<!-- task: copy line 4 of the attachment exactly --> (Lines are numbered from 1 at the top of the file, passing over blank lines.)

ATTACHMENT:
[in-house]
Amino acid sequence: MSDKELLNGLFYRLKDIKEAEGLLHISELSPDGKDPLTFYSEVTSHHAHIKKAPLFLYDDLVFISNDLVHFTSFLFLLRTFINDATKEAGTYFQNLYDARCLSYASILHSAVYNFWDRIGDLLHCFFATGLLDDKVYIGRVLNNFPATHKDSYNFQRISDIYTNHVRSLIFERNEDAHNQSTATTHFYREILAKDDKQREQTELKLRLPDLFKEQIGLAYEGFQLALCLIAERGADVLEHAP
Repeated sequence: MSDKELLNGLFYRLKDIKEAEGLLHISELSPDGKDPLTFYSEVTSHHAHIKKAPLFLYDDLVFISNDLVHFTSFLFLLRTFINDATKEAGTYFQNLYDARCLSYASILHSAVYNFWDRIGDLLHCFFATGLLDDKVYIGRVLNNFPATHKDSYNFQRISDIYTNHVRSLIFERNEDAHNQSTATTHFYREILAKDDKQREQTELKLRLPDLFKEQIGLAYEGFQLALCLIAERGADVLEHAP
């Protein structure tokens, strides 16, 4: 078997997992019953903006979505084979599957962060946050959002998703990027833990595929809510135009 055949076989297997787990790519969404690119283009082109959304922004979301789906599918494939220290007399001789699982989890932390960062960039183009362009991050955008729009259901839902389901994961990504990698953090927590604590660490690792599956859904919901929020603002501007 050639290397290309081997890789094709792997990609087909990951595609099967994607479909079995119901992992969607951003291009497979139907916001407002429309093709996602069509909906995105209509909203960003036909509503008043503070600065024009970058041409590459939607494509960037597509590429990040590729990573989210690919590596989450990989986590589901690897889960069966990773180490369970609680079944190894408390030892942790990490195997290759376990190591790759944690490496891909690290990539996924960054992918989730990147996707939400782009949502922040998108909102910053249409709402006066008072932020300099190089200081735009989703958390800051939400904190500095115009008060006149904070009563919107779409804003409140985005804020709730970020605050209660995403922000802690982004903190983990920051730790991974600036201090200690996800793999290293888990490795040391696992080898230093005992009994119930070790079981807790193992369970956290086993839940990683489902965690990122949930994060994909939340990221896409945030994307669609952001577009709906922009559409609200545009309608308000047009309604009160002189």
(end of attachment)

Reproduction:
């Protein structure tokens, strides 16, 4: 078997997992019953903006979505084979599957962060946050959002998703990027833990595929809510135009 055949076989297997787990790519969404690119283009082109959304922004979301789906599918494939220290007399001789699982989890932390960062960039183009362009991050955008729009259901839902389901994961990504990698953090927590604590660490690792599956859904919901929020603002501007 050639290397290309081997890789094709792997990609087909990951595609099967994607479909079995119901992992969607951003291009497979139907916001407002429309093709996602069509909906995105209509909203960003036909509503008043503070600065024009970058041409590459939607494509960037597509590429990040590729990573989210690919590596989450990989986590589901690897889960069966990773180490369970609680079944190894408390030892942790990490195997290759376990190591790759944690490496891909690290990539996924960054992918989730990147996707939400782009949502922040998108909102910053249409709402006066008072932020300099190089200081735009989703958390800051939400904190500095115009008060006149904070009563919107779409804003409140985005804020709730970020605050209660995403922000802690982004903190983990920051730790991974600036201090200690996800793999290293888990490795040391696992080898230093005992009994119930070790079981807790193992369970956290086993839940990683489902965690990122949930994060994909939340990221896409945030994307669609952001577009709906922009559409609200545009309608308000047009309604009160002189």